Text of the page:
The improving economy and continued spotlight on minimum wage have caused many employers to increase the pay of their seasonal positions this summer, with some well beyond the federal minimum wage of $7.25.
According to CareerBuilder’s annual summer forecast, 53 percent of employers offering summer jobs have roles that pay $15 or more per hour on average. Seventy-two percent of employers will pay their summer hires $10 or more an hour on average – up from 64 percent in 2014.
“The growing number of employers adding seasonal help in good-paying jobs this summer is a strong indicator of labor market momentum,” says Matt Ferguson, CEO of CareerBuilder and author of “The Talent Equation.” “Many summer jobs went away completely during the recession as companies eliminated internship programs and as households cut back on vacation and recreation spending. We expect this year’s positive outlook to carry over into full-time hiring across industries and job types.”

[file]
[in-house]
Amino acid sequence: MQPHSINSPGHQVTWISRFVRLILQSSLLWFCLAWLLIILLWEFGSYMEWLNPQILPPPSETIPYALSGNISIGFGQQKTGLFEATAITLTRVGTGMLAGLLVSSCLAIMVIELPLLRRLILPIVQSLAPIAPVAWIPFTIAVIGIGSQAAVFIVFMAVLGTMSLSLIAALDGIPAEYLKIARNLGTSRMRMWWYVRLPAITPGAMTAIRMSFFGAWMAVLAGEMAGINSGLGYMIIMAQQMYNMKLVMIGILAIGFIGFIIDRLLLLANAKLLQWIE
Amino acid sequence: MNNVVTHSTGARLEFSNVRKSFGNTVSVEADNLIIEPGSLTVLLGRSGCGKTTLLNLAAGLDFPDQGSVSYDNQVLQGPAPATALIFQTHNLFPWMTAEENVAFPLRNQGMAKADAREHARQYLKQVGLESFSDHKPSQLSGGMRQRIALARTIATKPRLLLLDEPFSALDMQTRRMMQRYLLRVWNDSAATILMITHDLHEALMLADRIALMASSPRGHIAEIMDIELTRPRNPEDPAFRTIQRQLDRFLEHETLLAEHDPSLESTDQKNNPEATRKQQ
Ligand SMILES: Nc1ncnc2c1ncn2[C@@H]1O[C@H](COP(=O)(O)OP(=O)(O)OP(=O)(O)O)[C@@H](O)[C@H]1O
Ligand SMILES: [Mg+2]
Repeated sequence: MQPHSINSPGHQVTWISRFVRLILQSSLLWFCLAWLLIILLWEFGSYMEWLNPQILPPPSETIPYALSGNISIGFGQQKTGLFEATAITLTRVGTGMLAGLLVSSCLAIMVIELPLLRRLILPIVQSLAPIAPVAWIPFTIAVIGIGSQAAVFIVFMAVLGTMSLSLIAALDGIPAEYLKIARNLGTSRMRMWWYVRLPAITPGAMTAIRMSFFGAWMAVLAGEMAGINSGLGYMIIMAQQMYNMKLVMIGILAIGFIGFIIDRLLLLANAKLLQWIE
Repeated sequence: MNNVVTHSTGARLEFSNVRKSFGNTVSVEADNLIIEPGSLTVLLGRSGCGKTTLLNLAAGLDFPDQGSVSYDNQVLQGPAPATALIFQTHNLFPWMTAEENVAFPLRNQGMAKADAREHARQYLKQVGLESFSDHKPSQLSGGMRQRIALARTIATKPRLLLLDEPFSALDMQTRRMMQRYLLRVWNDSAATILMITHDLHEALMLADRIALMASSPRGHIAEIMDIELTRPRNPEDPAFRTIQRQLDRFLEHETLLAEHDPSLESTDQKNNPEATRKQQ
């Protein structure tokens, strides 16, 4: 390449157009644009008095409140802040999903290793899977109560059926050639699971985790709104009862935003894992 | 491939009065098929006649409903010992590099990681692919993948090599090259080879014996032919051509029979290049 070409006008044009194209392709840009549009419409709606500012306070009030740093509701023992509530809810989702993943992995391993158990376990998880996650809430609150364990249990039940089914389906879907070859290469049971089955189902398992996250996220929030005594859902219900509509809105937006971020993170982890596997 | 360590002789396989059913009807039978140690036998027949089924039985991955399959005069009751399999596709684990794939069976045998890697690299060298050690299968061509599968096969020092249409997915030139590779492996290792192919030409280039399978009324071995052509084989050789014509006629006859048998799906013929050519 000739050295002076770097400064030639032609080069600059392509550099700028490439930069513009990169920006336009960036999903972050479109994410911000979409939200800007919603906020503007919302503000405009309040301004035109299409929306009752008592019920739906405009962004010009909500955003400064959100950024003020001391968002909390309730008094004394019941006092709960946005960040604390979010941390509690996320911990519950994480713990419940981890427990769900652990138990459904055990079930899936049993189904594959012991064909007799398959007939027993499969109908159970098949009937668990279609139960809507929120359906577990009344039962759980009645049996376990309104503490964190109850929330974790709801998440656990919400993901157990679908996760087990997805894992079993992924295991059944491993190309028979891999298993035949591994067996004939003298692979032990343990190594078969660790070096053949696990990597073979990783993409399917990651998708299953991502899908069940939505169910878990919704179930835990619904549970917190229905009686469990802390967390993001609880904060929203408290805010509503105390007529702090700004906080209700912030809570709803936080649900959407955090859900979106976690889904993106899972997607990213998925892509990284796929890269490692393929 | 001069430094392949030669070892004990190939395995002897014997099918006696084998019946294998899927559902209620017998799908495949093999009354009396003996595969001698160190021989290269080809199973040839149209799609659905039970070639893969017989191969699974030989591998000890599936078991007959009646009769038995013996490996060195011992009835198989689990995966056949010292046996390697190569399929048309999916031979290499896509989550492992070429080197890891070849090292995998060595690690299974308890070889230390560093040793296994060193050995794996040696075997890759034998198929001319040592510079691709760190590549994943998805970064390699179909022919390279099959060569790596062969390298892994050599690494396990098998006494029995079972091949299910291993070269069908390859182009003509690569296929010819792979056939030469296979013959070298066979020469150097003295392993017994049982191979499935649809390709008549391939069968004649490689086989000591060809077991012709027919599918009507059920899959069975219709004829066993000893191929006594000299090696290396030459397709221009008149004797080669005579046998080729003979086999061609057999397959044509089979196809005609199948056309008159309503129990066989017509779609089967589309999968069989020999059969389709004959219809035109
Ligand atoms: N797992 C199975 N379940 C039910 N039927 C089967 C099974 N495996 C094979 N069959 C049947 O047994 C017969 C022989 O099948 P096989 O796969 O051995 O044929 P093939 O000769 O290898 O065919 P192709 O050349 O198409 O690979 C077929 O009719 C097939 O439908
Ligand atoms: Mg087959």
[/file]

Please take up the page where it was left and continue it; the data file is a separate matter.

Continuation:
WHAT DOES THIS MEAN FOR YOU?
If you’re searching for seasonal workers this summer, you may be facing heightened competition for talent, not only because there are more jobs available, but because many of those jobs are high-paying. Increasing salary for your open positions is one way of enticing candidates.
If that’s not a possibility, play up your unique benefits instead. Or, if the position has potential to become full time/permanent, shout that from the rooftops. If a candidate knows there’s a chance for long-term employment, that could be the hook that lures them in to your company.